Ferrari faces legal challenge from old ally

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It appears that the spaghetti is poised to hit the fan. Luigi J Chinetti the racing driver formerly known as ‘Coco’ Chinetti and son of the four-time Le Mans-winning founder of the North American Racing Team, who was a prime mover behind Ferrari’s early commercial success has filed a legal suit against the Italian company. He seeks “declaratory judgment and cancellation of the Trademark Reg Nos 3,223,963 (Ferrari Classiche) and 3,084,412 (Prancing Horse) based upon trademark misuse”.

Since all racing cars are an assembly of consumable parts they often have to be rebuilt. Sometimes modification became vital just to remain competitive. Often NART rebuilt crashed Ferraris with extensive recourse to new parts. Team members were proficient and their work was generally done with Ferrari’s full knowledge, and Chineffi raced the modified cars as ‘Ferraris’, again with the factory’s full knowledge. In fact, a car with Chinetti-designed frame and body not only raced as a Ferrari with the factory’s consent, but scored a top-10 finish at Le Mans. The Miami Division suit relates, however, that Luigi J Chinetti was restoring two Ferrari 275Ps chassis ‘0812’ and ‘0814’ in Italy when the factory claimed they were replicas and began litigation related to them.

The Italian authorities duly seized the cars and criminal counterfeiting charges were brought against Luigi J Chinetti. He then succeeded in convincing the court that the 275Ps were original Ferraris. He was acquitted of all charges and, after more than a year the P-cars were returned to his control for completion. The vast majority of Ferrari lovers are well aware that NART built a number of convertible Daytonas, known as the NART Spiders. Earlier this year, when Goodings auctioneers offered a Daytona Berlinetta that had been modified as a convertible, Ferrari’s New York attorneys protested that the vehicle: “…is being offered in violation of Ferrari’s trademark rights”. They contended that Ferrari’s trademarks were now being applied to a product so radically different from their original that “…as a trademark owner, Ferrari has never controlled or approved of the modifications to its car” and that “these modifications negatively impact on the safety specifications as well as the handling, and in general on its overall quality and image”.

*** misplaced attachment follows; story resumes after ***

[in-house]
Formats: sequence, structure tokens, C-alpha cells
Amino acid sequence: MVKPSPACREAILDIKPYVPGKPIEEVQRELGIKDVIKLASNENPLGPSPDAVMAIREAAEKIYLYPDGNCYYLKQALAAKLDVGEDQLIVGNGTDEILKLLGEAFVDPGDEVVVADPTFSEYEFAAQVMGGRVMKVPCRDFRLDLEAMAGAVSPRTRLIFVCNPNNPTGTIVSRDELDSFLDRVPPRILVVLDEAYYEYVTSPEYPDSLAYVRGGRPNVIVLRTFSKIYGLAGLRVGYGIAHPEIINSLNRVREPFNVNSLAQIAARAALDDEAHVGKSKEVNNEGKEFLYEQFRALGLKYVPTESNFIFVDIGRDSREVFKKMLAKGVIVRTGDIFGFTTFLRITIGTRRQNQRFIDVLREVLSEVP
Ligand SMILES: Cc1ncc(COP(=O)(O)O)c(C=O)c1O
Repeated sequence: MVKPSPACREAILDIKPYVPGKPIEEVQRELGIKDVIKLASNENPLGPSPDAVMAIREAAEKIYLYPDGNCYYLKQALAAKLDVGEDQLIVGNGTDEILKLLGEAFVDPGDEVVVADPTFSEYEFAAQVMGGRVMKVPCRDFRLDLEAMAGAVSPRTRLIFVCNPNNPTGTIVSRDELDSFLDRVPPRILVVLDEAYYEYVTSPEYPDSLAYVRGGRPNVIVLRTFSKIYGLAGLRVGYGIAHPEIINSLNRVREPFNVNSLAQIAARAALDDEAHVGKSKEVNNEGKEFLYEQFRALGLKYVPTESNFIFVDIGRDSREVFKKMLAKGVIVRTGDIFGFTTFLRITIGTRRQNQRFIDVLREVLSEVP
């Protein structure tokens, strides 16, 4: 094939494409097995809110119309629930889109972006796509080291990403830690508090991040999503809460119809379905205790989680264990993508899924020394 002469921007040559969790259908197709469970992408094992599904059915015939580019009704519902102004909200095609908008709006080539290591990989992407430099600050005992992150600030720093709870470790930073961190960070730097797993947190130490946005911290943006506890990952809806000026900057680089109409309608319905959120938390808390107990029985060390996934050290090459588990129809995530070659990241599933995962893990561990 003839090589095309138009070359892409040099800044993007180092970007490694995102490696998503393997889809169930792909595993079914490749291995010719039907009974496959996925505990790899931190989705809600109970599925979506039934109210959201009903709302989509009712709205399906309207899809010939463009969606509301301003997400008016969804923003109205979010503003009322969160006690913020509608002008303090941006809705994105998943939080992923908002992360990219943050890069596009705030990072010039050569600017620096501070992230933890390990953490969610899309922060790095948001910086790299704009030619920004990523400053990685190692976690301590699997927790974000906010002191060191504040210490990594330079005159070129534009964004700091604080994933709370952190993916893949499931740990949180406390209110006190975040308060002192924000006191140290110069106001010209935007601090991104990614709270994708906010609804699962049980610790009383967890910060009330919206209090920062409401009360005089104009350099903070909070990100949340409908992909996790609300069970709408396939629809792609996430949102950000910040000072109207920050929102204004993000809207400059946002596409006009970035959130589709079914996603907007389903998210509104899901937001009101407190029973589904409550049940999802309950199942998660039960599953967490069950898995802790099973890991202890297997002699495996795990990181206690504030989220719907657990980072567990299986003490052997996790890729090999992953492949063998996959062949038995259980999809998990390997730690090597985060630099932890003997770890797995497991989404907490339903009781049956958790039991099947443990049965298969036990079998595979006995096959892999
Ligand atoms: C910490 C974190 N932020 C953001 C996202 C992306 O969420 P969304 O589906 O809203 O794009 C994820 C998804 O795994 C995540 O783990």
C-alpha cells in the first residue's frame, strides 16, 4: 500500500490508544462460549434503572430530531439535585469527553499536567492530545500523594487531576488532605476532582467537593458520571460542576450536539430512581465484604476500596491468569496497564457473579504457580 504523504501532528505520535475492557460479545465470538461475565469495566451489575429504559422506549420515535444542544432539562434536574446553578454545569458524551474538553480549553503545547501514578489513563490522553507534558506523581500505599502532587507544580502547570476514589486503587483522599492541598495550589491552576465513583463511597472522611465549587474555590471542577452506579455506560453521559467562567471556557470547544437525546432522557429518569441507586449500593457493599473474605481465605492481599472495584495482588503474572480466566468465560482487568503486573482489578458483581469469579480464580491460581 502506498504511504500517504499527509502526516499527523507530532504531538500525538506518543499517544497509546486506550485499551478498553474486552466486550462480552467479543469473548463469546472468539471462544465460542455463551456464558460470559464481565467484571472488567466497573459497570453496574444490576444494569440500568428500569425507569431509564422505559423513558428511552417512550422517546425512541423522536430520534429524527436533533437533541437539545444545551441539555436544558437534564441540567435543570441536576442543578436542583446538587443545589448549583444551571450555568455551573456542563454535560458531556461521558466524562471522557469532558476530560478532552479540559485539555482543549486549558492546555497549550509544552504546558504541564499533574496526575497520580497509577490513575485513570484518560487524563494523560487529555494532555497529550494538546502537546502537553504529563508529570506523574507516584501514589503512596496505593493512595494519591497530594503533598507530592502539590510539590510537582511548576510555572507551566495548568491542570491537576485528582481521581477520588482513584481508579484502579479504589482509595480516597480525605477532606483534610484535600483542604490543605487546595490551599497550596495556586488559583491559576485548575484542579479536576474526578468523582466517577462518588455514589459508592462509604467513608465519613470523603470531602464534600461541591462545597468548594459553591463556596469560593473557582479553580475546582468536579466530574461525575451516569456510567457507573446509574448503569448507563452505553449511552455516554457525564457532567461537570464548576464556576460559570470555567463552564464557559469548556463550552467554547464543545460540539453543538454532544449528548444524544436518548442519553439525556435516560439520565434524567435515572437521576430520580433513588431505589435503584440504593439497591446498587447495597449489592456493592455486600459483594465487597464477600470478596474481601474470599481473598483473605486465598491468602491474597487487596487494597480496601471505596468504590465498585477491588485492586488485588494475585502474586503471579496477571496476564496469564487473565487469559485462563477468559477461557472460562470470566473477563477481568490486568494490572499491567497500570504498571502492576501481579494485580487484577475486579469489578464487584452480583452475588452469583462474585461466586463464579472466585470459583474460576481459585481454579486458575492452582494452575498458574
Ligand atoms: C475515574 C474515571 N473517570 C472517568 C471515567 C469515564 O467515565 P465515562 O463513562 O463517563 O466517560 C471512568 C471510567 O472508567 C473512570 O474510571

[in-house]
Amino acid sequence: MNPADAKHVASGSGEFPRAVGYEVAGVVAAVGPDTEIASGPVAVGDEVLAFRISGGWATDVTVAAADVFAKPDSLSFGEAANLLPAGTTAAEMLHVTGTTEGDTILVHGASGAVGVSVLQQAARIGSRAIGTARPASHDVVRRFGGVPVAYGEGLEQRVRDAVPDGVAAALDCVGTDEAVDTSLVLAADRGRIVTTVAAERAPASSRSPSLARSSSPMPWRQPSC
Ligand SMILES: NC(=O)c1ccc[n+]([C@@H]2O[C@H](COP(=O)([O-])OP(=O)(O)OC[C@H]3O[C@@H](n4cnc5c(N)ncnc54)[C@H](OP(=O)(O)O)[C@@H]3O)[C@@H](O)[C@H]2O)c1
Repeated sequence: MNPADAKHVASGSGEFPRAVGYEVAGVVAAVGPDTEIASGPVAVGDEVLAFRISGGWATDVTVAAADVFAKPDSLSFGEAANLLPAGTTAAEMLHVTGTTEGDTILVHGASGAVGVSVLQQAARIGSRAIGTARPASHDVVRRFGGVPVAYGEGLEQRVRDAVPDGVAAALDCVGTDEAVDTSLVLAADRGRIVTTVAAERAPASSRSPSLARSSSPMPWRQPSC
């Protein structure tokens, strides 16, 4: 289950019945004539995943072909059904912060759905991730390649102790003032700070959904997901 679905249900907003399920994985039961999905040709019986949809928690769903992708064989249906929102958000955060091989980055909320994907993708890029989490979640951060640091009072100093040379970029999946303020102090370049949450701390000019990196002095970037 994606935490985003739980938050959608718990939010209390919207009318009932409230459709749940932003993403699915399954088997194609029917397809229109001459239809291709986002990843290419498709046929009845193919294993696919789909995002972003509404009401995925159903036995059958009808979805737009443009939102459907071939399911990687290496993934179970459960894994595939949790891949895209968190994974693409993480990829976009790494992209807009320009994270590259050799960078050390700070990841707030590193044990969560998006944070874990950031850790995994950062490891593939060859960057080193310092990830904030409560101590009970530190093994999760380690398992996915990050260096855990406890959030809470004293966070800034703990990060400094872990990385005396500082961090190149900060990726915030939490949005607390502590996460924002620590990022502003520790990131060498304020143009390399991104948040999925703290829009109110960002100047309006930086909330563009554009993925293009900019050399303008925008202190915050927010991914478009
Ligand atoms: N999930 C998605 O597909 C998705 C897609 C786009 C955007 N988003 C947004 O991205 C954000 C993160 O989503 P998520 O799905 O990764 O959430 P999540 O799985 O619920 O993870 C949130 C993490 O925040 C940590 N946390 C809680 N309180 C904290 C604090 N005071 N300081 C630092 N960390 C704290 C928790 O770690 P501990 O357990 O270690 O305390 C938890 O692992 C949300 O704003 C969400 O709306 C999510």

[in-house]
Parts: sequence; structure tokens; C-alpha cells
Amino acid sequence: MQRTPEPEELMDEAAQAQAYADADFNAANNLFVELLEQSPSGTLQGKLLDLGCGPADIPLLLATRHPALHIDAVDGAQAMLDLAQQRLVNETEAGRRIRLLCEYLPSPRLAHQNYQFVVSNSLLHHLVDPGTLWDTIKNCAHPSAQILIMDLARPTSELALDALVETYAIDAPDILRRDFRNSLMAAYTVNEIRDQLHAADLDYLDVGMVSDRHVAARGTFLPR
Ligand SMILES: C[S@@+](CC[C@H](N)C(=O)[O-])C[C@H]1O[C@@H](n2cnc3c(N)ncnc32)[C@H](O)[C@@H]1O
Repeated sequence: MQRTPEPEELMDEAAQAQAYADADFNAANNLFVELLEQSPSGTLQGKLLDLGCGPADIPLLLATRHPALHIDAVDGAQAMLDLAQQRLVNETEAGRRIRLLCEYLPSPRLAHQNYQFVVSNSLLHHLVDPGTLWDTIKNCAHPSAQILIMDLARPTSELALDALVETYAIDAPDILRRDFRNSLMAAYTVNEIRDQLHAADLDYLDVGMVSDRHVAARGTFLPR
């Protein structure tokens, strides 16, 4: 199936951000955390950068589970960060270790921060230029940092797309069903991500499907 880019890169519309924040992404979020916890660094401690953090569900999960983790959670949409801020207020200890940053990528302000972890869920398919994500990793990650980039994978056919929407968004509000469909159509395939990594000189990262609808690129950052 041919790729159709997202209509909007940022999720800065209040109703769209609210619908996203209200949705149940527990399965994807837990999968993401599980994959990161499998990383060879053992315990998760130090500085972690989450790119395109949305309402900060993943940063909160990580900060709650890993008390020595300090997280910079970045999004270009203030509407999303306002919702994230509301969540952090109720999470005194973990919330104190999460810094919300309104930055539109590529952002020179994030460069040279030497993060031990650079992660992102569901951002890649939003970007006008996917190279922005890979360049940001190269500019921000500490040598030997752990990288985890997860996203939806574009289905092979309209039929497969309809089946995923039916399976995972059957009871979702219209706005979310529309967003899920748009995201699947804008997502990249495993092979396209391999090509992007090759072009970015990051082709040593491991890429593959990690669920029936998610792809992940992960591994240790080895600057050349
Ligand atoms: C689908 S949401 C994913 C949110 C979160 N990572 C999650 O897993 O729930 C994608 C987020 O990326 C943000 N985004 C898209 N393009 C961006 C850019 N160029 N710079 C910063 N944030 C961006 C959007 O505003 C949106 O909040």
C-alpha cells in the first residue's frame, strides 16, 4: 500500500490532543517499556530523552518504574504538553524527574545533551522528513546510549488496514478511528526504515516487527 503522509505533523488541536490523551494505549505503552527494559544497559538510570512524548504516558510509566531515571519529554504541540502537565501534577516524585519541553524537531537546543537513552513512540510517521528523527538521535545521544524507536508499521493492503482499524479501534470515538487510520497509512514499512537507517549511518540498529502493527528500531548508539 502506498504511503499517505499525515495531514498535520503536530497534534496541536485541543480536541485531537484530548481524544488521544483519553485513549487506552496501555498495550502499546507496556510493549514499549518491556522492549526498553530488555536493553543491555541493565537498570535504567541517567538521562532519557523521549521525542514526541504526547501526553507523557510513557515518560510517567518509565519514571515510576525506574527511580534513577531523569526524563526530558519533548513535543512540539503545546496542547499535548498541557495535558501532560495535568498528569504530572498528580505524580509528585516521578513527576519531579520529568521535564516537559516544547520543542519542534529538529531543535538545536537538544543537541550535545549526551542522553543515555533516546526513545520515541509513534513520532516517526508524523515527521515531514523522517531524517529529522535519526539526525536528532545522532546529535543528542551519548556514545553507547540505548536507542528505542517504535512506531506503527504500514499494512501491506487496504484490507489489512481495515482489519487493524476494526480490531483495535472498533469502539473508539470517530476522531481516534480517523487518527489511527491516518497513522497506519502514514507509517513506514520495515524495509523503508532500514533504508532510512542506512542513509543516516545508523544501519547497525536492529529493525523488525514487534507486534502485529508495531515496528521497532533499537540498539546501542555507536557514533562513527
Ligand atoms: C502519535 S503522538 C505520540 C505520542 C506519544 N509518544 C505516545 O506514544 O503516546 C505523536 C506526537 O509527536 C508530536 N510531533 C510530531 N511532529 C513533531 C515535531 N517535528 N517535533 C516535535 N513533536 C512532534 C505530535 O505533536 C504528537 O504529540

That was knocked back, but the factory that for so many decades expressed zero interest in its old cars has apparently had a change of heart about the market, or in the revenue stream its restoration/ preparation industry now represents. Chineffi’s suit maintains that Ferrari is trying to utilise protection of its trademark to monopolise and manipulate the affermarket In so doing, Ferrari is creating disparate classes of car owners, by stopping the sale of some modified cars while not stopping others. The factory’s Ferrari Classiche division is claimed by the company to protect the integrity of the marques cars and to encourage their preservation.

In contrast, the suit contends that it is not Ferrari’s job to do this once the vehicles are placed “into the stream of commerce”. The suit claims Classiche’s operation negatively affects owners of non-certified/affested cars: “In refusing to certify cars without first receiving payment for inspection and repairs, Ferrari is misusing its trademark to monopolise the affermarket repair and restoration of Ferraris”. Chinetti additionally alleges that Ferrari “…has used and misused its trademarks for anti-competitive purposes and restraint of trade, trying to control the affermarket of its vehicles and generate its business in restoring and improving affermarket Ferraris”. Historically, America takes a dim view of anticompetitive practice. Should Ferrari’s modern, bluntly profit-driven approach to the old car world be explored under the forensic arc light of trial by jury, things could get very interesting…

Doug Nye

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